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What Is Compulsive Behavior?

Compulsion vs. Addiction

A compulsion is an overwhelming desire to do something. An addiction is a physical or chemical dependence on a substance or behaviour.

Two key differences between compulsion and addiction:

  • Pleasure. Compulsive behaviours rarely result in feelings of pleasure. People with addictions desire the substance or behaviour because they expect to enjoy it.
  • Awareness: People with compulsive disorders are typically aware of their behaviours and bothered by the lack of logical reason for doing them. People with addictions are unaware of or unconcerned about the negative consequences of their actions.

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SIMILAR ARTICLES & IDEAS:

Different types of "shopaholics"
  • Compulsive shoppers: Buying when they are feeling emotional distress.
  • Trophy shoppers: They are always looking for the next great item.
  • ...
Socially acceptable

Shopping can be socially acceptable because consumerism is continually pushed on us in the forms of posters, adverts, and signs.

Shopping is also a way of life: You need food and clothing from stores. Even if you try to stop compulsive buying by avoiding the stores in person, there is still a world of online shopping.

Addiction vs compulsion
Addiction describes trying something, becoming emotionally and physically dependent on it, and then becoming psychologically and physically addicted to it. People who struggle with addiction have explained feeling euphoric, elevated, happy, complete, and whole when they partake in their addiction. Compulsion refers to a specific, intense urge to do something. People who struggle with a compulsion explain feeling immense relief and relaxation from completing behaviors that they feel compelled to do.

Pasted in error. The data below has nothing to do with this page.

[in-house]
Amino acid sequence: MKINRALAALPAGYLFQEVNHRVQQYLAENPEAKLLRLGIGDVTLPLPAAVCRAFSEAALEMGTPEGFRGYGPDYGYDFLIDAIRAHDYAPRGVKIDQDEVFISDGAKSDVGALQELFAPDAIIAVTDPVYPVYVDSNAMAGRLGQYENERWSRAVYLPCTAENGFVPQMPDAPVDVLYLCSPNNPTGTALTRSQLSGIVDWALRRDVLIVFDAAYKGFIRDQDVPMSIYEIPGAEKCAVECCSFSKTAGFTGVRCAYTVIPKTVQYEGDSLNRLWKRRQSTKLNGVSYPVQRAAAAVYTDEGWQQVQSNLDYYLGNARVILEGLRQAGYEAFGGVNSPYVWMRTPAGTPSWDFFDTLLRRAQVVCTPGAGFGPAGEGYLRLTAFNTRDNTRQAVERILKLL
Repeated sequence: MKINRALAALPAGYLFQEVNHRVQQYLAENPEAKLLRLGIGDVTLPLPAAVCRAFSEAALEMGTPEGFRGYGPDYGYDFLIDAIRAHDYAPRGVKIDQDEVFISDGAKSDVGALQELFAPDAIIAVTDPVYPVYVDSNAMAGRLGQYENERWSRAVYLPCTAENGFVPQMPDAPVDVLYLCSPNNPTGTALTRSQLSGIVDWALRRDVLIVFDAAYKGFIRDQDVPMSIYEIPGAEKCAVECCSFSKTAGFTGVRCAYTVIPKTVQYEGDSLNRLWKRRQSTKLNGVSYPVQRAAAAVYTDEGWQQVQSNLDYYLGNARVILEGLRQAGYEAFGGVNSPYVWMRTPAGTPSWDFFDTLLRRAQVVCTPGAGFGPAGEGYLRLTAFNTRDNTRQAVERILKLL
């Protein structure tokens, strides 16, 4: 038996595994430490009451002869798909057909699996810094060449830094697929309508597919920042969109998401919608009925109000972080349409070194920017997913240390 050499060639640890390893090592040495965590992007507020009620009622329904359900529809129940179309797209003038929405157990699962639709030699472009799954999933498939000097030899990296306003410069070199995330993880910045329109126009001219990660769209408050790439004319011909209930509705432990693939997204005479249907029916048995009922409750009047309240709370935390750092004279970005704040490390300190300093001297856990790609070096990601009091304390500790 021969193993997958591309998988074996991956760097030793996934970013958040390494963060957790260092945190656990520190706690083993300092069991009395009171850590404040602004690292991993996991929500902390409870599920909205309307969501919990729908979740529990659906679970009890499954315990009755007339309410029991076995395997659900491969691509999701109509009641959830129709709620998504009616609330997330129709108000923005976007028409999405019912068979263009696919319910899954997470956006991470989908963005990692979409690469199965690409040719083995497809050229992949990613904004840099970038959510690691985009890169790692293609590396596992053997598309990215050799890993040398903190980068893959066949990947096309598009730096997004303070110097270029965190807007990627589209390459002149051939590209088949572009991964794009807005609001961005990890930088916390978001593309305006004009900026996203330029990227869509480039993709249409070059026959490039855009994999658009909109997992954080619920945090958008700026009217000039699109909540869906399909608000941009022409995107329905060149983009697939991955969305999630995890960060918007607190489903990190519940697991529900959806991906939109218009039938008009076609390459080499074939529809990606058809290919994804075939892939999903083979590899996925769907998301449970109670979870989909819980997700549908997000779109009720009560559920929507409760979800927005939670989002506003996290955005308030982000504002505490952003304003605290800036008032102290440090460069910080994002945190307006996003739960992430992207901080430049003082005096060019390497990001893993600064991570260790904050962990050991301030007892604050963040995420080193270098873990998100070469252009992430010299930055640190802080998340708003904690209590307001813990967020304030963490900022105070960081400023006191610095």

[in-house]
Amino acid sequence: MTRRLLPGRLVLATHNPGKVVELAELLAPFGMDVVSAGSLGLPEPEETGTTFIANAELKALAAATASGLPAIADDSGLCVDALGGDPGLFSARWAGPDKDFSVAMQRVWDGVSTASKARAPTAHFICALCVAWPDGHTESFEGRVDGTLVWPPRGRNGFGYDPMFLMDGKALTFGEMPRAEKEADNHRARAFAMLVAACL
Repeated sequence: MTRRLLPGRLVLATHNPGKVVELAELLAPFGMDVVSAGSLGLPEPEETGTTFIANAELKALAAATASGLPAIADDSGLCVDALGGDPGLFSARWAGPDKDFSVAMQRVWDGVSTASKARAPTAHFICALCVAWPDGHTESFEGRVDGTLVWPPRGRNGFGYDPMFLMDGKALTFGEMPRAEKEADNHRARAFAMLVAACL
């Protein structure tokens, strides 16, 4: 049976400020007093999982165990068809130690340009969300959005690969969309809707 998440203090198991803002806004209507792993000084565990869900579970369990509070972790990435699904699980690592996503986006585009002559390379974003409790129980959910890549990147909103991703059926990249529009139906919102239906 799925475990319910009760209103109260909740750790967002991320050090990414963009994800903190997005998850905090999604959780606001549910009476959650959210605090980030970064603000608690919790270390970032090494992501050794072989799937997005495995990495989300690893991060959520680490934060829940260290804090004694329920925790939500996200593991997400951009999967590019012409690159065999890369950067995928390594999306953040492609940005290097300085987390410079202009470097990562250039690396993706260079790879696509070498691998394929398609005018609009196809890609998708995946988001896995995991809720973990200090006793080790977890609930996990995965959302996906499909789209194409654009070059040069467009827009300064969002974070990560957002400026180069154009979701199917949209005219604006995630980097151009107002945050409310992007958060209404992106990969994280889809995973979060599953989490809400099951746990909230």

Rewards and dopamine
Rewards and dopamine

Our brains compute 3 things about reward: how much will we get, how soon will we get it, and how certain are we that we will in fact get it. 

And it’s when the probability of a re...

Why video games are so addictive

Games are enticing because you might win but you might not. And video games do it so efficiently, because they ride the tide of computer technology. The balance between winning and losing is continuously adjusted, according to how well you’re doing, as measured in hits and misses, gains and losses, moment by moment. The sweet spot knows you, it finds you. It adjusts to you.

Being a productivity junkie
Being a productivity junkie

The brain can become addicted to productivity just as it can to other addiction sources, such as drugs, gambling, or shopping.

As with all addictions, the desire for the st...

Society encourages workaholics

What makes addiction to productivity complicated is that society tends to reward it - the more you work, the better. A workaholic might be earning a lot of money, but in the long run, the detrimental effects outweigh the short-term benefits.

Addiction affects the brain's reward system. It results in compulsive behavior while disregarding harmful consequences.

Obsession with productivity

At the root of obsession with productivity is a fear of wasting time. Everything is seen as either productive or unproductive.

Buying groceries is seen as productive because you have to eat, while a hobby is viewed as unproductive. Productivity junkies are overly focused on a single aspect of their life. Potential sources of pleasure, such as spending time with loved ones, are very low on the list.